Appearing in a Newry Magistrate’s Court on a charge of shoplifting (for which, incidentally, she was cleared.)

As you know, the courts in Northern Ireland, particularly like Magistrate’s Courts, are jammed-packed with policemen. The authorities would have known that she had been charged. The authorities would have known that she was appearing. They had an ideal opportunity to say, to come up to her after the hearing and say: “Excuse me, Ms Price, we would like to have a few words with you down at the police station. Would you mind coming down and explaining to us these interviews that you gave to The Irish News?”

And they didn’t do so.

And that’s a very important element in our case because it shows really that the police were not on the job here. And it raises all sorts of serious questions about the motivation for the subpoenas.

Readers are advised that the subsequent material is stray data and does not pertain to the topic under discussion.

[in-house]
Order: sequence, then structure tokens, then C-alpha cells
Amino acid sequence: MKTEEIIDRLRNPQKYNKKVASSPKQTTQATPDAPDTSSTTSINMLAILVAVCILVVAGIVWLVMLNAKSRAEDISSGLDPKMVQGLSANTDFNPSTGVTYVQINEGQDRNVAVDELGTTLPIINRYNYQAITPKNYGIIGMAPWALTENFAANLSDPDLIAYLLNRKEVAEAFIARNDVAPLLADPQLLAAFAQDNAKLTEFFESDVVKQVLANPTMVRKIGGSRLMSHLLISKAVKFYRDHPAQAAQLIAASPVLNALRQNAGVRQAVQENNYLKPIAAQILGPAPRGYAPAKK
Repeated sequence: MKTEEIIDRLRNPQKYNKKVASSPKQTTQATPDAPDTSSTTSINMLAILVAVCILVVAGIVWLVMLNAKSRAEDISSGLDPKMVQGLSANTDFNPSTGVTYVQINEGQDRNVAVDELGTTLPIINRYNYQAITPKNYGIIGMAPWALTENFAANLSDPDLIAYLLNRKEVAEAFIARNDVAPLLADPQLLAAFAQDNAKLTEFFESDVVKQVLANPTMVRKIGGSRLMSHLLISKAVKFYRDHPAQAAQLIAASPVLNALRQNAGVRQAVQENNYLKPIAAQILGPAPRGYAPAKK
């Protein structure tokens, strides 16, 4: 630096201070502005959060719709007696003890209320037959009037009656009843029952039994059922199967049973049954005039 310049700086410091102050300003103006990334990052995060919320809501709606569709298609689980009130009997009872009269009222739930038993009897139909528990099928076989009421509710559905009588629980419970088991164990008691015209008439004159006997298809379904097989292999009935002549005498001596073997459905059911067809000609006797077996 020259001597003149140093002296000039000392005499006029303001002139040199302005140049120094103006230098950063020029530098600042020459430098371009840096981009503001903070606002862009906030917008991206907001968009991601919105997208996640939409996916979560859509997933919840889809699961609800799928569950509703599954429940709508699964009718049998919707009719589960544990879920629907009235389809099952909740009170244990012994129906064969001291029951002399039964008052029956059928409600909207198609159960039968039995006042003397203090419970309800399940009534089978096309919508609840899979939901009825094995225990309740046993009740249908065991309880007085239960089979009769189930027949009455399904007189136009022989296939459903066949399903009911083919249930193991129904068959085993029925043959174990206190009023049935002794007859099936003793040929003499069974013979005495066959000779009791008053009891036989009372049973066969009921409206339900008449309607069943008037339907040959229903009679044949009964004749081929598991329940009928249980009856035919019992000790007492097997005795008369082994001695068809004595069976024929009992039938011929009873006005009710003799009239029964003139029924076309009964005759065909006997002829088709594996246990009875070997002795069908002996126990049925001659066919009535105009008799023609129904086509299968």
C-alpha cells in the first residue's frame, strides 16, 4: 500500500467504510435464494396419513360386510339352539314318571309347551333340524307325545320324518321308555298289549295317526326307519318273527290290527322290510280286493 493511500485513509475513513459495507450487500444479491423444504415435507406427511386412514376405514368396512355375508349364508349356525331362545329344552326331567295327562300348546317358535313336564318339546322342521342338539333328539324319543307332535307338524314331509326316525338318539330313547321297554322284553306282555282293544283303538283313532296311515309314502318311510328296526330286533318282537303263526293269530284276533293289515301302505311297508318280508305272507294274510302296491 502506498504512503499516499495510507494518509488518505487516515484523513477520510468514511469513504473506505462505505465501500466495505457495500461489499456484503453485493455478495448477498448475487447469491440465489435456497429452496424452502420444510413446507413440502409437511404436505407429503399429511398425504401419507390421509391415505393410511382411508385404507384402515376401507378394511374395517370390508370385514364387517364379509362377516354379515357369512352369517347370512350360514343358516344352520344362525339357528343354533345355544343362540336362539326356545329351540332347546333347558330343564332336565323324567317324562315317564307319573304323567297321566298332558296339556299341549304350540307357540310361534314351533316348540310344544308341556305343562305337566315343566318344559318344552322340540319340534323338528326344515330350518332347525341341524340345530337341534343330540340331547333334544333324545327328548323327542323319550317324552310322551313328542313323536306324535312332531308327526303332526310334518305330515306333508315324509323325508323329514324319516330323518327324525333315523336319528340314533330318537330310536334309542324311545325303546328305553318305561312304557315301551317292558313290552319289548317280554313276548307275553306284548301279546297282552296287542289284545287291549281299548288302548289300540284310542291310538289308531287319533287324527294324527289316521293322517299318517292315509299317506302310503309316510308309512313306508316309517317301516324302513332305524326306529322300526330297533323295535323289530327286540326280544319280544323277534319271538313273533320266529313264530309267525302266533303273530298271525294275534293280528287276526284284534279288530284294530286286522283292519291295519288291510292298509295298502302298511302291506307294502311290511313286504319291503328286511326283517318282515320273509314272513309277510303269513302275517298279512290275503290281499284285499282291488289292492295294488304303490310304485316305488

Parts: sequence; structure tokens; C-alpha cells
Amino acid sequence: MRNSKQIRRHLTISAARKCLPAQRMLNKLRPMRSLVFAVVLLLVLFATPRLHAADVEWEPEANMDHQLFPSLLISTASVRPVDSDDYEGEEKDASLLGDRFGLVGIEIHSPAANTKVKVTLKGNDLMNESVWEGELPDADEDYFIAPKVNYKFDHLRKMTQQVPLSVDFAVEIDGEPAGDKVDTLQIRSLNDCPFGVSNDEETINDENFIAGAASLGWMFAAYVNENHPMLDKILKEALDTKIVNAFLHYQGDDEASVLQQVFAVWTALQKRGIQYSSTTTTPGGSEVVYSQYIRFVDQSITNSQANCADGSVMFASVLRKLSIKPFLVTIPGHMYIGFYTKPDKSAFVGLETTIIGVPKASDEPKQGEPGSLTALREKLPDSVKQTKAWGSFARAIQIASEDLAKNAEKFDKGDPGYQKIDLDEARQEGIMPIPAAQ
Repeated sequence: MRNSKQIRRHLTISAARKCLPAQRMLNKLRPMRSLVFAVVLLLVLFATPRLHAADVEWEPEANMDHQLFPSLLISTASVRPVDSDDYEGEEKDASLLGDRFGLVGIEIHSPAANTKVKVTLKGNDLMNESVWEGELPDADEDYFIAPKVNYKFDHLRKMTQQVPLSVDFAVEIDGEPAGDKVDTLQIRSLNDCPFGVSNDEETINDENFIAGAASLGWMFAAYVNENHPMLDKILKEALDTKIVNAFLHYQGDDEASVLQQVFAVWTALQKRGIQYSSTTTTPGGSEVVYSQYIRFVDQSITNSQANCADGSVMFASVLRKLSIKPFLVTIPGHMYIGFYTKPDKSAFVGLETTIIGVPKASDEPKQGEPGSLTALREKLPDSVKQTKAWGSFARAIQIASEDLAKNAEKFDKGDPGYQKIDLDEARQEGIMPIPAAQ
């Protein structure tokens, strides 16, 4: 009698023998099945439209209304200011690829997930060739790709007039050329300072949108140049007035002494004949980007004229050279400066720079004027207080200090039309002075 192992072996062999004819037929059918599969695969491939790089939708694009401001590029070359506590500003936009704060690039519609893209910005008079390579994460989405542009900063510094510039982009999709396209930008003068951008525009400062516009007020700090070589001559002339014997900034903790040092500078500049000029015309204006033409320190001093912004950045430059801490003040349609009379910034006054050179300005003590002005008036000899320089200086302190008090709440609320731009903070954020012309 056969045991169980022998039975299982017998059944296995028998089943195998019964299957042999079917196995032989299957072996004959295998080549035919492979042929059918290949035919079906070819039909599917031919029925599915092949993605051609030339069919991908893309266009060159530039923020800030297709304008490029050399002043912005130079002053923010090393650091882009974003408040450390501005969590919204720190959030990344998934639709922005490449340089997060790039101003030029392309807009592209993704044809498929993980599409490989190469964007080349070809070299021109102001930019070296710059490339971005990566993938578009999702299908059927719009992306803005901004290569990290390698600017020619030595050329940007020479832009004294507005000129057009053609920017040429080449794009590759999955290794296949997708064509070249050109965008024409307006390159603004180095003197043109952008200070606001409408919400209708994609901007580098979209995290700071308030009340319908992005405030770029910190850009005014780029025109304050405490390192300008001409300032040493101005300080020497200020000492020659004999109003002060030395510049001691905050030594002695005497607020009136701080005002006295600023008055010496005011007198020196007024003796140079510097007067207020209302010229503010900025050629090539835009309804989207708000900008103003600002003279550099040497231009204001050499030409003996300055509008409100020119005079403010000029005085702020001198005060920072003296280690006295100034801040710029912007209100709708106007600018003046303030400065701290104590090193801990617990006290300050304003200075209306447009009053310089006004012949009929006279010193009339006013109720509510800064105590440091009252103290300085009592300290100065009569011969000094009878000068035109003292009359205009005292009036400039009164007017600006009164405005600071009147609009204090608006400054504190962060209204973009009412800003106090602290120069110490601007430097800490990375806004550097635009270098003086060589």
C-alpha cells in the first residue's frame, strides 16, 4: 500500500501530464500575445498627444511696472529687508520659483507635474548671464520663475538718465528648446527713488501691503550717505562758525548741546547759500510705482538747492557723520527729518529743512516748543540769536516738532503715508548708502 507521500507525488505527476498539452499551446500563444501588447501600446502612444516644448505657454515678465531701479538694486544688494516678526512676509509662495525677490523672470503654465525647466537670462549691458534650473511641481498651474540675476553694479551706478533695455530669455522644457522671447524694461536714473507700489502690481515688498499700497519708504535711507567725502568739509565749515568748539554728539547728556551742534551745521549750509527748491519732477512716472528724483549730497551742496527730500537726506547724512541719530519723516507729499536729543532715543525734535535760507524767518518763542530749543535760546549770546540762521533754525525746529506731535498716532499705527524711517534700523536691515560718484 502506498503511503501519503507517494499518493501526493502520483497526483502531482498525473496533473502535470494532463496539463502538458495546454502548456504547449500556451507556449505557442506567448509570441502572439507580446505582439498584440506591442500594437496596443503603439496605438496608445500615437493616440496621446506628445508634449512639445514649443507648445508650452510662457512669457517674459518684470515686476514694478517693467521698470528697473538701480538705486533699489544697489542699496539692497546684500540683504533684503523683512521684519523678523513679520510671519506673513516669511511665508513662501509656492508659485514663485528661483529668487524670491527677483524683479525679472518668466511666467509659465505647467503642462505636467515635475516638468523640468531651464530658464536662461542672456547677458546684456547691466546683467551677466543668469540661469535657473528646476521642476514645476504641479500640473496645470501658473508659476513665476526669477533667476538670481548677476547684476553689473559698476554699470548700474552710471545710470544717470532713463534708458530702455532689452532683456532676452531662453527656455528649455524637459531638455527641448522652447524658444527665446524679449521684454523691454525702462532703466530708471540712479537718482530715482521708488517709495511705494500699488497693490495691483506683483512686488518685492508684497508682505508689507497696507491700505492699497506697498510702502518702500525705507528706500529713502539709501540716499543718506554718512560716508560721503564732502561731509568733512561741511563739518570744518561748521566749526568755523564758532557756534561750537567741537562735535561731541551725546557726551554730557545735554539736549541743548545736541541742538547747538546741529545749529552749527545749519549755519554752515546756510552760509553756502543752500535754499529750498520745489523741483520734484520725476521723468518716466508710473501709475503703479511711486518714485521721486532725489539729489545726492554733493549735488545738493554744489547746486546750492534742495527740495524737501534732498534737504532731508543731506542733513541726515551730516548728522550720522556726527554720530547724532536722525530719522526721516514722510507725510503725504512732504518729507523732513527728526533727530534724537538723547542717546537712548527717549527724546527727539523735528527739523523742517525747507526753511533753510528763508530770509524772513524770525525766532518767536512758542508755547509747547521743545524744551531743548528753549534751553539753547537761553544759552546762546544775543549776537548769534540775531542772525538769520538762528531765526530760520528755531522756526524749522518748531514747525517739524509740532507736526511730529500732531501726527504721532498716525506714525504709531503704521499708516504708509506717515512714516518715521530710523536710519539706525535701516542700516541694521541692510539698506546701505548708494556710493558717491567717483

It’s not about getting evidence against Dolours Price because if they were serious about that they could have gotten it there and then.

It’s about something else.

And that something else is, as we have argued consistently, that there is an element there within the PSNI which is seeking revenge against Gerry Adams and the leadership of the Provos for all the changes in policing and so on and so forth. So that opens up that whole issue and that whole question so it’s very important.

That has not yet formally been presented in terms of written evidence but Eamonn Dornan was able to raise it at the oral hearings on the grounds that this was information that we’d only just found out about and that was accepted by the judges.

So that’s now there and hopefully going to be part of the consideration when it comes to making a decision about whether we should be allowed our own opportunity to argue our case.

John McDonagh (JM): Ed, what’s going on in Boston and the court system is really going to have world-wide implications!

I was speaking to the people at The Ulster American Folk Park. And even though they’re not involved politically, they’re involved with migration, but they’re following it very closely they said because it will have an effect to all museums – to all college around the world who want to do recordings like this and record histories…that now, any police force anywhere in the world can file papers, say here in America, or we can file papers in Germany or whatever…who’s going to speak and do this?

EM: Exactly!